In R I have
day promotion profit new_users 1 105 45662 33 2 12 40662 13 3 44 46800 20 4 203 54102 46
day is simply the day (and is in order).
promotion is simply the promotion-value for the day, the
profit is the profit that day and
new_users is the number of new users that day.
I want investigate the relationships between
new_users. We see a clear positive correlation between
profit, and there is also a positive correlation between
In R I simply test correlation
cor.test(data$promotion, data$profit, method="kendall", alternative="greater" ) cor.test(data$promotion, data$new_users, method="kendall", alternative="greater")
which both gives a low p-value, ie we have a positive correlation.
I want to find a point where where the increase of
promotion don't increase
new_users that must, ie a sweet spot.
Here is 2 plots and the R code for these
plot(data$promotion, data$profit, col="brown") plot(data$promotion, data$new_users)
How should this be done?
My thoughts where to make a regression model. For the first one "promotion vs. new_users" one could use a poisons model because it's a count-process, so a model like this would be a good chose?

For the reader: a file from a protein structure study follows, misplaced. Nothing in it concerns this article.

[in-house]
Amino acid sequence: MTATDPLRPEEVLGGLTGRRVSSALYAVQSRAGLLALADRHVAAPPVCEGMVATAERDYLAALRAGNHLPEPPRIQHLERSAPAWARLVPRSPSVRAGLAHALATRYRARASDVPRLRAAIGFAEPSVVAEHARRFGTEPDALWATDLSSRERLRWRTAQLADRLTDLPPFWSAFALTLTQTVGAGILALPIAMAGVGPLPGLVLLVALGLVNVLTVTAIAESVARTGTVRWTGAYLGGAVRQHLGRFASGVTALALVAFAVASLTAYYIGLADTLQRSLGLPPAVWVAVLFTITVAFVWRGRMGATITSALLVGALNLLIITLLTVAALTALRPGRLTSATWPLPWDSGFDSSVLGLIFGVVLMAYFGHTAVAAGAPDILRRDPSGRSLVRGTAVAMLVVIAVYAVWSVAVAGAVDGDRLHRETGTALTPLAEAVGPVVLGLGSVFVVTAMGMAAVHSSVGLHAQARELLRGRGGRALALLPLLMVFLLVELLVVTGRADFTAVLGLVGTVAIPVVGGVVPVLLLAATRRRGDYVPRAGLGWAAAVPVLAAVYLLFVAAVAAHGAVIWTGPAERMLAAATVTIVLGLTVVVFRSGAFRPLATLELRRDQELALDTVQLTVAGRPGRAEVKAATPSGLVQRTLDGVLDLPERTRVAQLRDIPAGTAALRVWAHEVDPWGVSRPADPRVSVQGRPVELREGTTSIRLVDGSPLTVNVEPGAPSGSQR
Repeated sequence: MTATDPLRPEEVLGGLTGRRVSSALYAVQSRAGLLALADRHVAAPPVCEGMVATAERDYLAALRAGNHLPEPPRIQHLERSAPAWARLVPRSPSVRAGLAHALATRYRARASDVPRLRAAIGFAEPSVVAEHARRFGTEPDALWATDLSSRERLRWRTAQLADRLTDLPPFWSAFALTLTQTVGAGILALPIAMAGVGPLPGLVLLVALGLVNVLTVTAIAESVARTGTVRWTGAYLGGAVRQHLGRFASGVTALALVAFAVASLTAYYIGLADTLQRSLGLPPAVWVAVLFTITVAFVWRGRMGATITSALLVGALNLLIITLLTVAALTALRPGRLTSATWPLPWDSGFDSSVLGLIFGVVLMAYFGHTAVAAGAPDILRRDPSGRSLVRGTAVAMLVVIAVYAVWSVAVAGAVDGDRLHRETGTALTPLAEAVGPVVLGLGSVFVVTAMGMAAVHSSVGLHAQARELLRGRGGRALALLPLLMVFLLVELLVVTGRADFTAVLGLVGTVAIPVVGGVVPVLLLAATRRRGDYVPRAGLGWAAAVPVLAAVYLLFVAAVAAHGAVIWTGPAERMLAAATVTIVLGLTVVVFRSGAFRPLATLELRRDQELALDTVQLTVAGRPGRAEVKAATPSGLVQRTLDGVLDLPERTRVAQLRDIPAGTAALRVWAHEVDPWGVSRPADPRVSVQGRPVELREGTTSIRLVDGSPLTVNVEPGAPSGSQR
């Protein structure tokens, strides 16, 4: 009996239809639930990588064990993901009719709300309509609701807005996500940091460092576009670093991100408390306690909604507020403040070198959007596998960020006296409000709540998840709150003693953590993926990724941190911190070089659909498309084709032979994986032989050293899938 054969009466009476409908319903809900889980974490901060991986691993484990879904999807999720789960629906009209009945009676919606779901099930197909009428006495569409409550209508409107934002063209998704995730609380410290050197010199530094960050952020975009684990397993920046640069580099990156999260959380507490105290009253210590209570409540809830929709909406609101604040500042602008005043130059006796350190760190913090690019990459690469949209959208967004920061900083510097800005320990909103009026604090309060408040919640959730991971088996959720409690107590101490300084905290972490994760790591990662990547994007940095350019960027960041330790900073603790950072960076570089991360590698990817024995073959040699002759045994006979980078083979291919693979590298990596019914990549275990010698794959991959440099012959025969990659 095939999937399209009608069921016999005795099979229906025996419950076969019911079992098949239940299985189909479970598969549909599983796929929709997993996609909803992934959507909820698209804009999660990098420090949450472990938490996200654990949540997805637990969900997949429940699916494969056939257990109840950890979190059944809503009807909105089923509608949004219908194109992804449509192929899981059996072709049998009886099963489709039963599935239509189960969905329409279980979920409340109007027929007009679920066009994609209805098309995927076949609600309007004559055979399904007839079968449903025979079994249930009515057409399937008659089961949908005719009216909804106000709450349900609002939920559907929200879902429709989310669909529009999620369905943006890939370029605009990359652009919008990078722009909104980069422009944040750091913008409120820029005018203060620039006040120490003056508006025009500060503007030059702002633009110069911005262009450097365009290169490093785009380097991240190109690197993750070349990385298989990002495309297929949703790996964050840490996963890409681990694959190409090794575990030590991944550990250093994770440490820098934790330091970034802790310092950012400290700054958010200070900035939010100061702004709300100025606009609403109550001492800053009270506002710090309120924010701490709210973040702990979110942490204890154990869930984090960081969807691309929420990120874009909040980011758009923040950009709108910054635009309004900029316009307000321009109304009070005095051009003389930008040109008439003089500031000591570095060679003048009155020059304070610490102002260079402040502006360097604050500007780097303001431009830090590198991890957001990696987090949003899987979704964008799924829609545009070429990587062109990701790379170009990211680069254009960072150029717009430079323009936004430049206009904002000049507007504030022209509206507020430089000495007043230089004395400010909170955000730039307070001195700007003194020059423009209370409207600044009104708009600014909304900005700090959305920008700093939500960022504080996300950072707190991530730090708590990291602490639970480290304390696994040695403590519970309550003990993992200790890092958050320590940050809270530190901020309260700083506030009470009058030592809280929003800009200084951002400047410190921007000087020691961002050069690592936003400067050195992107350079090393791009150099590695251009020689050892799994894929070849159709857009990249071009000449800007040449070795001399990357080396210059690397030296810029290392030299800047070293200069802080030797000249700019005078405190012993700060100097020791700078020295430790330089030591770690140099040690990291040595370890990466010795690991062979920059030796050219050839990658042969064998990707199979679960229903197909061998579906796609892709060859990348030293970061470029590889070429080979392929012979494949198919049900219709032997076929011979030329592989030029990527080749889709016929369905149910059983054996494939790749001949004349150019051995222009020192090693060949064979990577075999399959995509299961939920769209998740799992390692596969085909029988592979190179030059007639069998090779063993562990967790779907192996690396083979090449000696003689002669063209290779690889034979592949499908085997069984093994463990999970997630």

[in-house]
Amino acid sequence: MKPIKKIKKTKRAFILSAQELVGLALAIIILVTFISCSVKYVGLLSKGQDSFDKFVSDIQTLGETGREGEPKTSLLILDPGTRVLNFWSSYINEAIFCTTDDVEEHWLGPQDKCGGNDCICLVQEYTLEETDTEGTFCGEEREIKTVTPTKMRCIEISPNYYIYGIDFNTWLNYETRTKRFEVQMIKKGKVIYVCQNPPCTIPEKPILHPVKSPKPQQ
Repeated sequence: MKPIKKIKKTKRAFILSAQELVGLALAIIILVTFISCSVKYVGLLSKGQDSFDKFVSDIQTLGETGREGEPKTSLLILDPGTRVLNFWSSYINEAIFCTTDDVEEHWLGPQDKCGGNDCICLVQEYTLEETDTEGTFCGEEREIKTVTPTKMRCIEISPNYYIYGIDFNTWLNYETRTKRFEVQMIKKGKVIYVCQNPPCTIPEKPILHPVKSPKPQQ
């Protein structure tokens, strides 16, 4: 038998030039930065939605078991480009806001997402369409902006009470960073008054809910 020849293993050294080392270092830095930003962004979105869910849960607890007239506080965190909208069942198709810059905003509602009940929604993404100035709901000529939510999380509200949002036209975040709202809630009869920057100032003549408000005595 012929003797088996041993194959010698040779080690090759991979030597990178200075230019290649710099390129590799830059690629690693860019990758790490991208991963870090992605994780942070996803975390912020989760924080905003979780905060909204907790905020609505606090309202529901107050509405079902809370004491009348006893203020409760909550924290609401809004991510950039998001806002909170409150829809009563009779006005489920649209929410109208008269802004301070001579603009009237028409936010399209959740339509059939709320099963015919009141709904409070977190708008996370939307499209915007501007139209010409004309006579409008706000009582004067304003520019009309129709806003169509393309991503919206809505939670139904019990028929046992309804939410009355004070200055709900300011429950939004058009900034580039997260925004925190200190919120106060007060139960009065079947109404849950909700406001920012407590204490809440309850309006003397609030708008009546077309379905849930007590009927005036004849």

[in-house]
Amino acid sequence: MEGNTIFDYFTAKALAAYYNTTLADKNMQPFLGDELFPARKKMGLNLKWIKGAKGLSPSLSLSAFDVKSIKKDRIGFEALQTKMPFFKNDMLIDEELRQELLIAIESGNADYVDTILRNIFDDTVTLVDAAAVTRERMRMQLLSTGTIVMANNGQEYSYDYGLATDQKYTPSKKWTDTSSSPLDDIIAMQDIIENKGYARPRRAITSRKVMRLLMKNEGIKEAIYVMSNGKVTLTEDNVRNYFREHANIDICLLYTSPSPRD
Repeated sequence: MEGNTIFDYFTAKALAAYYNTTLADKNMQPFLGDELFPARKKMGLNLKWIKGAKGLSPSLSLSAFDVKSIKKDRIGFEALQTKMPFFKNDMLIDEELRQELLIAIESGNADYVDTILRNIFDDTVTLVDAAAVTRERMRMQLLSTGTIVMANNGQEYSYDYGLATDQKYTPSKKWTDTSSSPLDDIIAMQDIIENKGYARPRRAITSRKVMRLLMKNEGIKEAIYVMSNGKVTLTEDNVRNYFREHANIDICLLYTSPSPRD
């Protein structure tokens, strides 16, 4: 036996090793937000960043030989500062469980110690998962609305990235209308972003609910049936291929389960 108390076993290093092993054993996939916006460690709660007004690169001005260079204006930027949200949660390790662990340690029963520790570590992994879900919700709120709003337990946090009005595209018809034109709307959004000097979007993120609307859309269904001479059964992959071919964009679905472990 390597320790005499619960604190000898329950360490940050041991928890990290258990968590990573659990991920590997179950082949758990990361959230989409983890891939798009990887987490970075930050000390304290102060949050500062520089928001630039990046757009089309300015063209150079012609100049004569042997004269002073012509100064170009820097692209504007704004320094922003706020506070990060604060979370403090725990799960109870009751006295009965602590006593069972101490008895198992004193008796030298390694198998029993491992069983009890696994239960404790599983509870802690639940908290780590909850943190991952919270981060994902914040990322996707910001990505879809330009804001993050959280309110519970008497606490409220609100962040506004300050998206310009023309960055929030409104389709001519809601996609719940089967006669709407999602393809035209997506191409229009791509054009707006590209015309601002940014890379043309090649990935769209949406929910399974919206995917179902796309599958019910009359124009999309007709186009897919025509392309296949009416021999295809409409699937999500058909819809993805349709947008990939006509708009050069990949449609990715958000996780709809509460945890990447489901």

glm(formula= data$new_users ~ data$promotion, family="poisson", data=data)
Next what regression model should one chose for the next one. Is it fair to say that this regression model is a good chose ? (I use sqrt command)
glm(formula=data$profit ~ sqrt(data$promotion) , data=data)
Or maybe it's not even necessary to use a regression model at all to find a sweet spot?
I have now looked at 'good' new users. For each
day we have a
promotion value and we have a
count value which is the number of new good users. This plot shows us the number of good new users we get for a promotion for each day. For example for promotion value 90 we have a day where we got 8 new good users and a day where we got 14 new good users.
What would be the right approach to find a sweet spot for the use of promotion ?